Things We’ve Heard Leading Agilists Say That We Don’t Believe

September 18, 2015 — Posted by Al Shalloway

I’ve often seen what at first appears to be successful Agile pushed out of companies.  Some folks say that’s just because management doesn’t get it.  But I think that’s not always the case. Sometimes the Agile that gets pushed out of companies should be pushed out of companies. Not all Agile is equal and sometimes what works at the team level is doomed when it is used to guide Agile adoption across the organization.  After the initial success, this becomes clear and the organization abandons this misguided form of Agile with good reason.  

There are several beliefs by many in the Agile community that we feel are counter-productive yet are spoken by many leading Agilists.  My concern is that it confuses those new to Agile as to what Agile can and should be.  This blog states some common beliefs in parts of the Agile community that we don’t agree with.  

Common Belief

What We Believe

Agile as team focused

Agile is a team-based approach.

One must look at the entire value stream – from product management to the team.  Product management in many ways is more important than the teams themselves as you must be building the right things and have the right workload.

Agile is based on the Agile Manifesto The Agile Manifesto was a watershed event for the software development community.  Unfortunately, many people consider it the definition of Agile and keep referring to it for guidance.  In the Agile Manifesto: Incredible Success and Time to Move On we acknowledge the manifesto's incredible contribution to the software development community but suggest that Agile should not be based on a static document that presents a team-centric approach.  It is interesting to note that the manifesto mentions teams 17 times, the customer 3 times, the business twice and management not at all.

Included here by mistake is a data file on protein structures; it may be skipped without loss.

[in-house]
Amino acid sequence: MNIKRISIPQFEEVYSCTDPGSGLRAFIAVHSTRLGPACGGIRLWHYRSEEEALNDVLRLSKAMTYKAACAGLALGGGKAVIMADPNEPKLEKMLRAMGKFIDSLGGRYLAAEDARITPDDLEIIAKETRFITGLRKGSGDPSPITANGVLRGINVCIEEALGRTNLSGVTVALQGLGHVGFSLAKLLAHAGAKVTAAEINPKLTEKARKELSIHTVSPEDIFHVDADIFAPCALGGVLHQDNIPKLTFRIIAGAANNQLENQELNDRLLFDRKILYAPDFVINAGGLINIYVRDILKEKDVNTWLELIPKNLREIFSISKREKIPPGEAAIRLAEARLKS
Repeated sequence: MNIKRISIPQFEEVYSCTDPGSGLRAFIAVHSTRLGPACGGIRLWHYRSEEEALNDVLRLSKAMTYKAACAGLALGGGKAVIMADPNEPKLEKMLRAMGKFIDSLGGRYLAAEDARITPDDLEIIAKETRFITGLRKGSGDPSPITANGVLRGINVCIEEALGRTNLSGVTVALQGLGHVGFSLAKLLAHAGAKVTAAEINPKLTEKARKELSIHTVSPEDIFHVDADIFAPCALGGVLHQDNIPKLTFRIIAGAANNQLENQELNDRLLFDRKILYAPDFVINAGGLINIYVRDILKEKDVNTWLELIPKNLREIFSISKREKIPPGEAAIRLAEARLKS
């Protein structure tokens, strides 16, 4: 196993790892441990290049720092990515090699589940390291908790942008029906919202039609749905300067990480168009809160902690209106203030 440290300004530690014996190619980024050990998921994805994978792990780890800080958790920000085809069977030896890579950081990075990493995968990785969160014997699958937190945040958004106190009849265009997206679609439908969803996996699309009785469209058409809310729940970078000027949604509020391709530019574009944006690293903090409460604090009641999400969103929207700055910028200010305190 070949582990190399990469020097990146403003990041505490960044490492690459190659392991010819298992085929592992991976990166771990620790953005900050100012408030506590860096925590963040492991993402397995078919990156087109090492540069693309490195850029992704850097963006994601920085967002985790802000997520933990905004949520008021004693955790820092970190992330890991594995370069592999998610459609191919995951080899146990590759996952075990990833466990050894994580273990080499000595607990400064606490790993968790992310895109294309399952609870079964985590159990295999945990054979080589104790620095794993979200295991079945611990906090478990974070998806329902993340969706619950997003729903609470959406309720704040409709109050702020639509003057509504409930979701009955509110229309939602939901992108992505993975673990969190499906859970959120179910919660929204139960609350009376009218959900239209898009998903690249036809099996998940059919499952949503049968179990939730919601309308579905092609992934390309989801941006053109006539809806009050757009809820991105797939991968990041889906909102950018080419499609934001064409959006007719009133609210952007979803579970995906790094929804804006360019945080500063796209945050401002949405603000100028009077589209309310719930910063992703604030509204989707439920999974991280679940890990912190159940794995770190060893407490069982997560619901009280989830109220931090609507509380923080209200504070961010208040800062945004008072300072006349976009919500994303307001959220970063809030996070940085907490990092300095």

Scaling Agile

Scaling Agile should start at the team level.

You don’t want to scale agile, you want to look at the entire value stream. Smaller teams working together is better, but if you have to work at scale, start by looking at the entire value stream. Starting with effective product management is often much more important than getting teams to work well.

Agile works because teams get to self-organize.

While self-organization is important, it is more important to have an effective eco-system within which to self-organize.  This misbelief is why many things required at scale are ignored in the Agile community.

Scrum of Scrums works to scale Agile

There is little evidence this approach works well. It certainly is not the only way to coordinate multiple teams.  See Scaling Scrum – What Works

It’s all Scrum

Inter team dynamics are quite different from team dynamics.  Applying what works at the team level everywhere causes challenges.

Management and Agile

Management’s role should be supporting teams.

While management does need to support teams, management has responsibilities beyond removing impediments for the team.  They are responsible for setting up the system within which people work.